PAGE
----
Environmental Projects

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Environmental Projects

Ivory Ventura - Photographer

Ivory Ventura - Photographer

Ivory Ventura - Photographer

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National Park Foundation receives land grant

Written by Danielle Padilla – Staff Writer

On Oct. 16 the Santa Monica Mountains National Recreation Area announced that it had acquired a grant from the National Park Foundation of nearly $7,000 to start the new Ticket to Ride program.  The Ticket to Ride program funds transportation for school field trips to national parks.  Due to the donations and funding received from various supporters, the NPF is able to sponsor these school trips.  Visitation to the SMMNRA is expected to increase because of the more frequent opportunities to visit the area and the increased availability of resources for funding, which is provided by the recent grant.  Additionally, the grant was given in an effort to educate local residents about the nature that surrounds them, specifically the historical background of the Santa Monica Mountains.  Visitors are able to participate in bird-watching excursions, obstacle courses and ranger-led tours of the new visitor center.  Nationwide, more than $230,000 worth of grants was given to national parks throughout the country for this year alone.

Fire warning signs installed throughout Calabasas

Written by Laura Mishkin – Staff Writer and Photo courtesy of MRCA

firesignsDue to the prevalence of wildfires in the San Fernando Valley in recent years, the Mountains Recreation and Conservation Authority is taking preventative measures to stop the spread of fires during this fire season.  The MRCA has decided to place 100 fire warning signs along Mulholland Drive and at MRCA parks. These signs are designed to alert residents of the danger of wildfires.  According to the California Department of Forestry and Fire Protection, there have been 5,547 fires in California since the beginning of 2012 and 129,219 acres have been destroyed as a result.  The cautionary signs are intended to help decrease these number.  The signs cost about $5,400 in total but are classified as part of regular maintenance.  Therefore, they will be funded completely by the government.  In addition, the MRCA is sending postcards to residents, urging them to report suspicious behavior that could potentially cause a fire.  With these new measures, wildfires are expected to be less common within the Calabasas community.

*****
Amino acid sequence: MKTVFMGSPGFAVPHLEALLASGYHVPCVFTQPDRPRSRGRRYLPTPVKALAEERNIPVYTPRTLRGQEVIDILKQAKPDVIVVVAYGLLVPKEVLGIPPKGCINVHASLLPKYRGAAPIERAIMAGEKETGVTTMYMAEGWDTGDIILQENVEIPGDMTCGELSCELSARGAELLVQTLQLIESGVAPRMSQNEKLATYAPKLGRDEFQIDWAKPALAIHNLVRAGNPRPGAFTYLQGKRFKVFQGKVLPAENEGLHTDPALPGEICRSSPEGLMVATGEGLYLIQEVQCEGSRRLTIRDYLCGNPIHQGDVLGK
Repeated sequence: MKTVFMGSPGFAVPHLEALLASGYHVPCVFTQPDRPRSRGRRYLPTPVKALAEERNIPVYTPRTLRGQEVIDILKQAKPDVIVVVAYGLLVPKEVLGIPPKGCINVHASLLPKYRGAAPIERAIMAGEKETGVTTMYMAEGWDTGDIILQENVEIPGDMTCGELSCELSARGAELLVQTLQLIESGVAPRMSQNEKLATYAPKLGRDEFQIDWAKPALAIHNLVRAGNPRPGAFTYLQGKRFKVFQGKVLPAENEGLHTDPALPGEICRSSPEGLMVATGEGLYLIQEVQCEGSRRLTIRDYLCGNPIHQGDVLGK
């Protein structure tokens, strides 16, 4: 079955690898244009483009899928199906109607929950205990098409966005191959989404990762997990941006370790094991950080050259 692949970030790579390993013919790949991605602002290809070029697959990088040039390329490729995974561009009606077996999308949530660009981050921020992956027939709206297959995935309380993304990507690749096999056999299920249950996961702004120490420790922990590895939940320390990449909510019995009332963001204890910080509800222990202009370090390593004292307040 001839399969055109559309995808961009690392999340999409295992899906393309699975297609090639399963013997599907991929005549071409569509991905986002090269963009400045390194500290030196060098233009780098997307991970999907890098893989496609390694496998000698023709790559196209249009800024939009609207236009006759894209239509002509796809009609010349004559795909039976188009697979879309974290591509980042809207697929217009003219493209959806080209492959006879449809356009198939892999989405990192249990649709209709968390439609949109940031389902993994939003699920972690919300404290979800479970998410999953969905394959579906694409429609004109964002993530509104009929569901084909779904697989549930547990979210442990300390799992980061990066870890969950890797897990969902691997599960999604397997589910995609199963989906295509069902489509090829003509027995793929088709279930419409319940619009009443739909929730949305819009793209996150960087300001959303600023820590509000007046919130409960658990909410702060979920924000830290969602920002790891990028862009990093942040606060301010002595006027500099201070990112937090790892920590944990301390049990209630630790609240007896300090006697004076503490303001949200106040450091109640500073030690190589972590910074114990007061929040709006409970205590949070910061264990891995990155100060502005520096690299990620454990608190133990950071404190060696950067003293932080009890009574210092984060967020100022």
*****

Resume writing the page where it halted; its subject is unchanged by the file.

Net-zero facility in Calabasas opens to the public

Written by Gabi Weiss – Staff Writer and Photo courtesy of Ivory Ventura – Photographer

ranchThe net-zero facility at King Gillette Ranch, located at 26800 Mulholland Highway in Calabasas, is now functional. The United States Department of Energy awarded the National Park Service with a 2012 Federal Energy and Water Management Award for the new “net-zero” facility in Calabasas.  This past June the Santa Monica Mountains National Recreation Area finished constructing the facility out of recycled materials in an effort to lower residents’ carbon footprint and to maintain sustainable management of the lands in the Santa Monica Mountains area.  Net-zero facilities use solar panels to produce hot water and light for the buildings.  The new facility in Calabasas is tied to an electrical grid, but it also produces enough energy to offset its use over the span of one year.  The facility, used as a visitor center at the park, also has a ground-source heat pump for cooling and heating the rooms.  The park service chose the new Calabasas location because the low fire danger of the area is expected to decrease the costs of maintenance.

Mountain Restoration Trust raises funds for new land

Written by Madison Hatfield – Staff Writer and Photo courtesy of MRT

mrtThis year the Mountain Restoration Trust will be hosting several fundraising events to achieve its goal of $100,000 to buy the 17.4 acre Cold Creek Preserve.  MRT began a campaign, the Cold Creek High Trail-athon, after receiving a $500,000 grant from the 2011 Competitive Natural Land for Trails Grant Program. The fundraisers will include dinners with guest speakers from local universities and organizations.  Once the final $100,000 is raised, MRT will be able to purchase the Cold Creek High Trail in the Cold Creek Preserve.  The funds will also be used to create a public trail that will stretch through the preserve.  On the new trail visitors will be able to explore natural features such as the grotto, biomes, shady oak groves and panoramic views.  The funds will help to restore trails, build bridges and purchase additional land from the preserve.  MRT also provides opportunities for students to obtain community service through internships and restoration projects.  To donate, visit www.mountainstrust.org.


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